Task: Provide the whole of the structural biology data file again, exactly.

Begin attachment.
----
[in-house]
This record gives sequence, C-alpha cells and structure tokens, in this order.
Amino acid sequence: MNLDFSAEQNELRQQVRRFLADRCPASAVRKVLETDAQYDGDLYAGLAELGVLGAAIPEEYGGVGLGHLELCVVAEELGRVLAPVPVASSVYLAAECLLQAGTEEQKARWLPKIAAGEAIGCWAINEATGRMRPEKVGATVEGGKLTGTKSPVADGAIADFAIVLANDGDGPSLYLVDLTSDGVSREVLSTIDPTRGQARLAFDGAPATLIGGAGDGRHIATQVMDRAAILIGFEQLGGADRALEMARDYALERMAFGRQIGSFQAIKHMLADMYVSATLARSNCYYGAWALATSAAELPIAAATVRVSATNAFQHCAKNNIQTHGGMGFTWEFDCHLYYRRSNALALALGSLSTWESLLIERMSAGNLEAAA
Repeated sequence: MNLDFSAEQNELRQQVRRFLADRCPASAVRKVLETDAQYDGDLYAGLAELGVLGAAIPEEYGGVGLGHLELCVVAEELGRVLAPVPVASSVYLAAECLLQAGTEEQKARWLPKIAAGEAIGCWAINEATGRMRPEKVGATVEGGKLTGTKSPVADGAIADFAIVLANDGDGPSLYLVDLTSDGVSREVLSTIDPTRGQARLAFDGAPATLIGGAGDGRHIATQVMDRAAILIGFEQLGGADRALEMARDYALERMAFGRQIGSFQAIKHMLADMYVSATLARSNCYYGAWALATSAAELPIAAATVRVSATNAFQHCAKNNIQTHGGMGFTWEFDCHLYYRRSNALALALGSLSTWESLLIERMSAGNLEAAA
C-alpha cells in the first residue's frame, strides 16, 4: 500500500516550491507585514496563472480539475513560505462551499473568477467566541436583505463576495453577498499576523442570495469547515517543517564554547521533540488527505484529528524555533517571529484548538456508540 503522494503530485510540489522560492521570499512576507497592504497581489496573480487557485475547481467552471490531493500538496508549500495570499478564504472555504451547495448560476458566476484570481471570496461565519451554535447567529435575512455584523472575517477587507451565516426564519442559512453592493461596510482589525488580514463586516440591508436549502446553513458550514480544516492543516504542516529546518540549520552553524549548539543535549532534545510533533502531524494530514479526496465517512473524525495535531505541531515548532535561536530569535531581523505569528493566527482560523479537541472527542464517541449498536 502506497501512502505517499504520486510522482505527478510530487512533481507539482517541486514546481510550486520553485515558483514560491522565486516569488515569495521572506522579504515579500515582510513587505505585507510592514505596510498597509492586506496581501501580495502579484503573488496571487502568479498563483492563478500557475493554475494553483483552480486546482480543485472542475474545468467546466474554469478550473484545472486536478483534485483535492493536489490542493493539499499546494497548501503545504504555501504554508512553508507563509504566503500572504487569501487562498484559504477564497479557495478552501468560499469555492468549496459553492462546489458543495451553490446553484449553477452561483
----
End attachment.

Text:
[in-house]
This record gives sequence, C-alpha cells and structure tokens, in this order.
Amino acid sequence: MNLDFSAEQNELRQQVRRFLADRCPASAVRKVLETDAQYDGDLYAGLAELGVLGAAIPEEYGGVGLGHLELCVVAEELGRVLAPVPVASSVYLAAECLLQAGTEEQKARWLPKIAAGEAIGCWAINEATGRMRPEKVGATVEGGKLTGTKSPVADGAIADFAIVLANDGDGPSLYLVDLTSDGVSREVLSTIDPTRGQARLAFDGAPATLIGGAGDGRHIATQVMDRAAILIGFEQLGGADRALEMARDYALERMAFGRQIGSFQAIKHMLADMYVSATLARSNCYYGAWALATSAAELPIAAATVRVSATNAFQHCAKNNIQTHGGMGFTWEFDCHLYYRRSNALALALGSLSTWESLLIERMSAGNLEAAA
Repeated sequence: MNLDFSAEQNELRQQVRRFLADRCPASAVRKVLETDAQYDGDLYAGLAELGVLGAAIPEEYGGVGLGHLELCVVAEELGRVLAPVPVASSVYLAAECLLQAGTEEQKARWLPKIAAGEAIGCWAINEATGRMRPEKVGATVEGGKLTGTKSPVADGAIADFAIVLANDGDGPSLYLVDLTSDGVSREVLSTIDPTRGQARLAFDGAPATLIGGAGDGRHIATQVMDRAAILIGFEQLGGADRALEMARDYALERMAFGRQIGSFQAIKHMLADMYVSATLARSNCYYGAWALATSAAELPIAAATVRVSATNAFQHCAKNNIQTHGGMGFTWEFDCHLYYRRSNALALALGSLSTWESLLIERMSAGNLEAAA
C-alpha cells in the first residue's frame, strides 16, 4: 500500500516550491507585514496563472480539475513560505462551499473568477467566541436583505463576495453577498499576523442570495469547515517543517564554547521533540488527505484529528524555533517571529484548538456508540 503522494503530485510540489522560492521570499512576507497592504497581489496573480487557485475547481467552471490531493500538496508549500495570499478564504472555504451547495448560476458566476484570481471570496461565519451554535447567529435575512455584523472575517477587507451565516426564519442559512453592493461596510482589525488580514463586516440591508436549502446553513458550514480544516492543516504542516529546518540549520552553524549548539543535549532534545510533533502531524494530514479526496465517512473524525495535531505541531515548532535561536530569535531581523505569528493566527482560523479537541472527542464517541449498536 502506497501512502505517499504520486510522482505527478510530487512533481507539482517541486514546481510550486520553485515558483514560491522565486516569488515569495521572506522579504515579500515582510513587505505585507510592514505596510498597509492586506496581501501580495502579484503573488496571487502568479498563483492563478500557475493554475494553483483552480486546482480543485472542475474545468467546466474554469478550473484545472486536478483534485483535492493536489490542493493539499499546494497548501503545504504555501504554508512553508507563509504566503500572504487569501487562498484559504477564497479557495478552501468560499469555492468549496459553492462546489458543495451553490446553484449553477452561483